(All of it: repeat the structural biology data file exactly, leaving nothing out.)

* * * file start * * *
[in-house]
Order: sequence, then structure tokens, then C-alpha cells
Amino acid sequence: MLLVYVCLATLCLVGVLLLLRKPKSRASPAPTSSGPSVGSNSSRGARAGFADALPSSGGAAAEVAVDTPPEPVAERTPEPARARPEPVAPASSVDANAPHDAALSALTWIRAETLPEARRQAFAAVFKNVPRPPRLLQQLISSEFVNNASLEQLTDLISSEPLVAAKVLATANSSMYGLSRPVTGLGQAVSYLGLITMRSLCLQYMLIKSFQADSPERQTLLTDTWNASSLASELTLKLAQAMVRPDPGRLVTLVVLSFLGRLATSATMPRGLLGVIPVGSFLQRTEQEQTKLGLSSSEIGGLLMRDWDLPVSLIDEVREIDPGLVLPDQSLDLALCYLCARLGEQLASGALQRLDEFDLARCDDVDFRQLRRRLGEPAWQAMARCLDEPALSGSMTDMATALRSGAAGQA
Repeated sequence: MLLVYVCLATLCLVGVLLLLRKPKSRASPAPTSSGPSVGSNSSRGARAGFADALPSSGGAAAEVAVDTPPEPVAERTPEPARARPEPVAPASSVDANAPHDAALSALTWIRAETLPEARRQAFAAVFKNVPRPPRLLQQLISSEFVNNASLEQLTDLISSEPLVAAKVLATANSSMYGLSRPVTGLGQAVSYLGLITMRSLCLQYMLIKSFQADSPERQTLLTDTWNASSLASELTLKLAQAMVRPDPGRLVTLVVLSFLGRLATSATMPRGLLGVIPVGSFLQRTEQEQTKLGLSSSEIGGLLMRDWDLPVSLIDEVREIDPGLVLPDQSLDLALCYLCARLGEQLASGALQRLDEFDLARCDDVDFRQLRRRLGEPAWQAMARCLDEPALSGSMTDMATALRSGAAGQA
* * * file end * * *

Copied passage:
[in-house]
Order: sequence, then structure tokens, then C-alpha cells
Amino acid sequence: MLLVYVCLATLCLVGVLLLLRKPKSRASPAPTSSGPSVGSNSSRGARAGFADALPSSGGAAAEVAVDTPPEPVAERTPEPARARPEPVAPASSVDANAPHDAALSALTWIRAETLPEARRQAFAAVFKNVPRPPRLLQQLISSEFVNNASLEQLTDLISSEPLVAAKVLATANSSMYGLSRPVTGLGQAVSYLGLITMRSLCLQYMLIKSFQADSPERQTLLTDTWNASSLASELTLKLAQAMVRPDPGRLVTLVVLSFLGRLATSATMPRGLLGVIPVGSFLQRTEQEQTKLGLSSSEIGGLLMRDWDLPVSLIDEVREIDPGLVLPDQSLDLALCYLCARLGEQLASGALQRLDEFDLARCDDVDFRQLRRRLGEPAWQAMARCLDEPALSGSMTDMATALRSGAAGQA
Repeated sequence: MLLVYVCLATLCLVGVLLLLRKPKSRASPAPTSSGPSVGSNSSRGARAGFADALPSSGGAAAEVAVDTPPEPVAERTPEPARARPEPVAPASSVDANAPHDAALSALTWIRAETLPEARRQAFAAVFKNVPRPPRLLQQLISSEFVNNASLEQLTDLISSEPLVAAKVLATANSSMYGLSRPVTGLGQAVSYLGLITMRSLCLQYMLIKSFQADSPERQTLLTDTWNASSLASELTLKLAQAMVRPDPGRLVTLVVLSFLGRLATSATMPRGLLGVIPVGSFLQRTEQEQTKLGLSSSEIGGLLMRDWDLPVSLIDEVREIDPGLVLPDQSLDLALCYLCARLGEQLASGALQRLDEFDLARCDDVDFRQLRRRLGEPAWQAMARCLDEPALSGSMTDMATALRSGAAGQA